For example, in Mays v. Lanier Worldwide, Inc., 115 F.Supp.2d 1330, 1346 (M.D.Ala. 2000), the plaintiff asserted that, because the arbitrator “totally ignore[d] much favorable evidence,” the award must be vacated under 9 U.S.C. § 10(a)(4). In other words, plaintiff asserted that the arbitrator exceeded his powers or so imperfectly executed his powers because the arbitrator disregarded plaintiff’s evidence. The court stated that it could locate no case authority establishing that an arbitrator’s disregard of alleged “much favorable evidence” was a ground for vacatur under 9 U.S.C. § 10(a)(4). Id. The court found that, rather than asserting a proper basis for vacating the arbitration award, plaintiff's arguments were “nothing more than thinly veiled attempts to obtain appellate review of the arbitrator’s decision, which is not permitted under the FAA.” Id. at 1347 (citing Gingiss Intern., Inc. v. Bormet, 58 F.3d 328, 333 (7th Cir. 1995)).
In sum, while an argument that the arbitrator(s) acted in "manifest disregard of the law" may have traction in some judicial circuits, the "manifest disregard of the facts" argument will likely fail to gain recognition in any judicial circuit.
Tuesday, March 20, 2012
North Carolina Plaintiffs and Connecticut Defendants End Up in Southern District of New York Due to Presence of New York Attorney Co-Defendant
The law firm of Cosgrove Law, LLC has already counseled one client regarding the investment adviser activities of James Tagliaferri and his TAG Virgin Islands, Inc. (“TAG”). Another TAG client, Matthew Szulik, brought a federal suit in the Eastern District of North Carolina in 2010 on behalf of a number of family trusts. The suit alleged that, among other things, TAG and Tagliaferri, as well as a TAG managing director by the name of Patricia Cornell, committed violations of the U.S. Investment Advisers Act, the North Carolina Investment Advisers Act, the 1934 Act and breach of fiduciary duty. The Complaint also included three claims against a New York attorney that advised TAG and drafted investment documents, including a civil conspiracy claim. In a nutshell, the Complaint alleged that TAG made self-serving and inappropriate investments with the Szulik's trust funds, including investments in Protein Polymer Technologies shares and a race horse through International Equine Acquisition Holdings. According to the Eastern District's opinion, 2012 WL 8 44662 (E.D. NC, March 12, 2012), the Plaintiffs also alleged that they had evidence that TAG received illegal undisclosed kickbacks for the equine investments.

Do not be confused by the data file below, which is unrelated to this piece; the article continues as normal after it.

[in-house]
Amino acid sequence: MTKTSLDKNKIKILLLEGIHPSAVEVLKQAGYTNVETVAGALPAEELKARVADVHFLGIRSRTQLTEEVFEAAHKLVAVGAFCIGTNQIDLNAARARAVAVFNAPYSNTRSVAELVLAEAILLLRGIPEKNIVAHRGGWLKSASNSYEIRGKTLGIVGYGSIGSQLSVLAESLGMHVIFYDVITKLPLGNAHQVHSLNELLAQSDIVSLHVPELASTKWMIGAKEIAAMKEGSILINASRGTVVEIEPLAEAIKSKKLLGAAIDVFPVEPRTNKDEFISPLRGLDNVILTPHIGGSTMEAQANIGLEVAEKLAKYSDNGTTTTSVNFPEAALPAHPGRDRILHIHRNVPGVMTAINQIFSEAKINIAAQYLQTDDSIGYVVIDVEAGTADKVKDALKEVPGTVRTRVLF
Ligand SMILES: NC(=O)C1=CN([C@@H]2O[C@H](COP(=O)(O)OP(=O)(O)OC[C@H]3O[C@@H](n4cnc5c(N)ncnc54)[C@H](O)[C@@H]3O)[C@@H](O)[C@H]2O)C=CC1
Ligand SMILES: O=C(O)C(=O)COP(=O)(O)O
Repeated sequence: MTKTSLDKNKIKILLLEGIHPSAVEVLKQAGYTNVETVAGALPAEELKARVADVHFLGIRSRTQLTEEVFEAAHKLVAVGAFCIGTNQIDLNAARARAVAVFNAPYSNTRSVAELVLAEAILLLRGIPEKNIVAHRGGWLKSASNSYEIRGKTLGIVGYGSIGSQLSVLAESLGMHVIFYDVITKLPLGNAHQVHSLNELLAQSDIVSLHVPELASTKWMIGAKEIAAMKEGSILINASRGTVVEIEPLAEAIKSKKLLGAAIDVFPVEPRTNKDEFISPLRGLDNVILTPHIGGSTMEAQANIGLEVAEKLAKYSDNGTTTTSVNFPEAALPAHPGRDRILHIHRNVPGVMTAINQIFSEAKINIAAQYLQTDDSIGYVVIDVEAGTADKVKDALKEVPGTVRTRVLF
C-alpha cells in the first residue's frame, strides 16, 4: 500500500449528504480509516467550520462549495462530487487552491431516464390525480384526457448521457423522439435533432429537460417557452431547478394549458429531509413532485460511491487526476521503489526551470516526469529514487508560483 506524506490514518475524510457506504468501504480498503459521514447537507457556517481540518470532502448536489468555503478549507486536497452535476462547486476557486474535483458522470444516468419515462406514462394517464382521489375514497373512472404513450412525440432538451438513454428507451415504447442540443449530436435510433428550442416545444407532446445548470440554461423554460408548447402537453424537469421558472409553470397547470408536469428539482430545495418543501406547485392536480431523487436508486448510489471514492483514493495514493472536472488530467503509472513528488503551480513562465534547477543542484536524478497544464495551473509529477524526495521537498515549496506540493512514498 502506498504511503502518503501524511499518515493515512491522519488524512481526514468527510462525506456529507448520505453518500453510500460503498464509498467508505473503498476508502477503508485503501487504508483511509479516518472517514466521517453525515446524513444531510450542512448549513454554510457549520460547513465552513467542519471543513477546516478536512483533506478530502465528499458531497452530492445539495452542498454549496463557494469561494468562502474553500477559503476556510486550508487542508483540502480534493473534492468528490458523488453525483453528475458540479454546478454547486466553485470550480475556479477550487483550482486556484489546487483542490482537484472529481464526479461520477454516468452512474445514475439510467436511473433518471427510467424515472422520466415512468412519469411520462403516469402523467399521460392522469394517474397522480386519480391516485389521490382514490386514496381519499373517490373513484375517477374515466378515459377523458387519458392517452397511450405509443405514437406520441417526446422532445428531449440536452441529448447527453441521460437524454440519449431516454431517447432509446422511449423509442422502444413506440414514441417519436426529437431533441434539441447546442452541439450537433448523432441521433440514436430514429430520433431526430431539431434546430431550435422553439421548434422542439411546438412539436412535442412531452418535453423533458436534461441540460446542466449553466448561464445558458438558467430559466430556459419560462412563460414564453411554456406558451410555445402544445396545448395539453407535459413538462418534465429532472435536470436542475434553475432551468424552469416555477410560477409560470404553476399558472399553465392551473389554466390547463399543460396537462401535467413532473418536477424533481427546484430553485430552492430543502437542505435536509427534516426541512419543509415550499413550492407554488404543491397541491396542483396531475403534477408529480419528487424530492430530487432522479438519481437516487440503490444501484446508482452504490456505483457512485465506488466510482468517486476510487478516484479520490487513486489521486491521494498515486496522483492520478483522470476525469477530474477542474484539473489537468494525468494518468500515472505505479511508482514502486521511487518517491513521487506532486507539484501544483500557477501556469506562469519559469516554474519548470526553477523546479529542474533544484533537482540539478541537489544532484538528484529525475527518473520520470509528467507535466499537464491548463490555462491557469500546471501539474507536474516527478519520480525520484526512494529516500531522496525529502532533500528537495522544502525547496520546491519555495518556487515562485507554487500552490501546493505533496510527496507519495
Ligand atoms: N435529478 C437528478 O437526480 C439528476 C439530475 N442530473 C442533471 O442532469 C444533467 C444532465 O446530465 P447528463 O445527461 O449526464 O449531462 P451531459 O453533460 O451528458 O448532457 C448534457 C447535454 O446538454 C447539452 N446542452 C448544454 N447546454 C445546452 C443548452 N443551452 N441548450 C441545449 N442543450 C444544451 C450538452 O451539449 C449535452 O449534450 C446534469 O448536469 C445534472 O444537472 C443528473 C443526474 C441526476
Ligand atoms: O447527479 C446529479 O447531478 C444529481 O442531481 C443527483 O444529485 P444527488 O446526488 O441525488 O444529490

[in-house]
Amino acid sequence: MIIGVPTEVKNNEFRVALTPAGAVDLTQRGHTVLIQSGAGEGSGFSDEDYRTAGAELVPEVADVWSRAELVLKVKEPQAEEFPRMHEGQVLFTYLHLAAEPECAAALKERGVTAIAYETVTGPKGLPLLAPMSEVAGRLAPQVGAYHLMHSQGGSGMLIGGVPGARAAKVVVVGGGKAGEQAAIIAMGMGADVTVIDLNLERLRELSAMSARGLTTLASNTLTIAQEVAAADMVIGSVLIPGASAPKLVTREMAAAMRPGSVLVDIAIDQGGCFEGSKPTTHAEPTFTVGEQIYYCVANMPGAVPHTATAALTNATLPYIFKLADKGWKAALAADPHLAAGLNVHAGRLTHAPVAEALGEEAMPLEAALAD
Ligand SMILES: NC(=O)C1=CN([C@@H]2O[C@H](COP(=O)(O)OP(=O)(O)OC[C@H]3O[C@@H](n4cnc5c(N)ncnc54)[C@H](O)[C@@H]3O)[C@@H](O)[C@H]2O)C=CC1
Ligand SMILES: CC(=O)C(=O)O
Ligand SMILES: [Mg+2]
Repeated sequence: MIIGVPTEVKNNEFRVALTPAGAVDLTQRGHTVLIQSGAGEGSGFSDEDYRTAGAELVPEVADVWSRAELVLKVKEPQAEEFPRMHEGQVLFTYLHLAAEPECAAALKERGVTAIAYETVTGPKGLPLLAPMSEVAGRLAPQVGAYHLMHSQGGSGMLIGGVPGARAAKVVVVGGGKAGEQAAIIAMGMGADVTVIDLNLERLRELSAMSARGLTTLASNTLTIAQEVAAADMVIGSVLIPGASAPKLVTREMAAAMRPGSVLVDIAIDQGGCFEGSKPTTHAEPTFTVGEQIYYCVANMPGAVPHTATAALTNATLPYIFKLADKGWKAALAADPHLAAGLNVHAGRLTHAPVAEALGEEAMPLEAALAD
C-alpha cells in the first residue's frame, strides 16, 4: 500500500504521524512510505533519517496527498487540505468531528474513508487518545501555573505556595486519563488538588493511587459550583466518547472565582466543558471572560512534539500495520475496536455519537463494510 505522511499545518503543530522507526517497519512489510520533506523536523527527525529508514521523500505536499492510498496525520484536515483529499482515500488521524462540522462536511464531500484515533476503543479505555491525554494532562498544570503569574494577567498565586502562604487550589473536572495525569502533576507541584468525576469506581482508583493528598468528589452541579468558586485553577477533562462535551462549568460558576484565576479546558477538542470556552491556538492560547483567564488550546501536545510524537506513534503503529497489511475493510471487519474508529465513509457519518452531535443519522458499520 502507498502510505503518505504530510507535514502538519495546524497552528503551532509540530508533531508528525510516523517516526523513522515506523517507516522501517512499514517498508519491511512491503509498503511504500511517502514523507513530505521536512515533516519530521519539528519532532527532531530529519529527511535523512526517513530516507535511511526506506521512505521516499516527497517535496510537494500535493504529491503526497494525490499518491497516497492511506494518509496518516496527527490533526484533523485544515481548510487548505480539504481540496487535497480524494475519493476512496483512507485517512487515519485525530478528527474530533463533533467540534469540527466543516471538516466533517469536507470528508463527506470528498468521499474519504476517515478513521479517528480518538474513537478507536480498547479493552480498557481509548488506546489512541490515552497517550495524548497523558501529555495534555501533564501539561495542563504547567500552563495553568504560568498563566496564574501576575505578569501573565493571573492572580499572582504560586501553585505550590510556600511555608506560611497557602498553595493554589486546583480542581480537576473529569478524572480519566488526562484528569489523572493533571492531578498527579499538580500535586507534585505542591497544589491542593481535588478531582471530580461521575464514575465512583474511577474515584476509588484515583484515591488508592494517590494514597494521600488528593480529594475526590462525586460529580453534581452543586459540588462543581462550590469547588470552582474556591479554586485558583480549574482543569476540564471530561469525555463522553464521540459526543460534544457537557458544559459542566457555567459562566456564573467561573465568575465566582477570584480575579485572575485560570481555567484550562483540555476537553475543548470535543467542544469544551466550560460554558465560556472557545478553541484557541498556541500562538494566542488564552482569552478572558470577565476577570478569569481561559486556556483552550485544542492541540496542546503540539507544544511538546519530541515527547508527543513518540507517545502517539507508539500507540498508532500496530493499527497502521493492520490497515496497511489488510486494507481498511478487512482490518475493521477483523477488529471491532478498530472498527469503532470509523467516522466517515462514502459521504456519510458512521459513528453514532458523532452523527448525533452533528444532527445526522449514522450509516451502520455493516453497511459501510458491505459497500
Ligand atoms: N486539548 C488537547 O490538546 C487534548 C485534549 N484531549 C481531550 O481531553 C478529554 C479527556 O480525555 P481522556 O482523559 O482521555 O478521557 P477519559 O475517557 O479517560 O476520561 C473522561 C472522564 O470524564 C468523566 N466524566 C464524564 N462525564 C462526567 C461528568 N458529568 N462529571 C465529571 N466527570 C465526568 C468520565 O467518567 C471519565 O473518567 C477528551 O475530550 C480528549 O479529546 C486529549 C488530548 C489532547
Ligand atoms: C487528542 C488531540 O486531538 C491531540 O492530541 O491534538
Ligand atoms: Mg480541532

The contractual advisory relationship between TAG and the Plaintiffs was based upon an Investment Management Agreement with a Connecticut choice-of-law provision executed in Connecticut and North Carolina. TAG's office was in Connecticut before it relocated to St. Thomas. None of the transactions or representations at issue took place in New York. The New York attorney and the TAG Defendants moved to dismiss the Complaint on jurisdictional, venue, and 12(b)(6) grounds.
In an opinion that I found to be an excellent, if not belated, law school refresher, Eastern District Chief Judge Dever carefully walked through a succinct analysis of the rules and principles of federal court jurisdiction and venue. In doing so, he concluded that, while the Eastern District federal court possessed personal jurisdiction over the TAG Defendants and venue in the Eastern District was proper for them as well, it lacked both general and specific personal jurisdiction over the New York attorney. But according to Judge Dever, the federal court in Manhattan possessed such jurisdiction. And venue there was proper as to all of the Defendants pursuant to the less utilized 28 USC 1391(b)(3). As such, he ordered the transfer of the entire case pursuant to 28 USC Section 1404.
So the next time your investment adviser spends your money on a race horse or uses it for loans secured by property in Mexico City—you might ask him where his attorney's office is located. Food for thought.
Thursday, March 15, 2012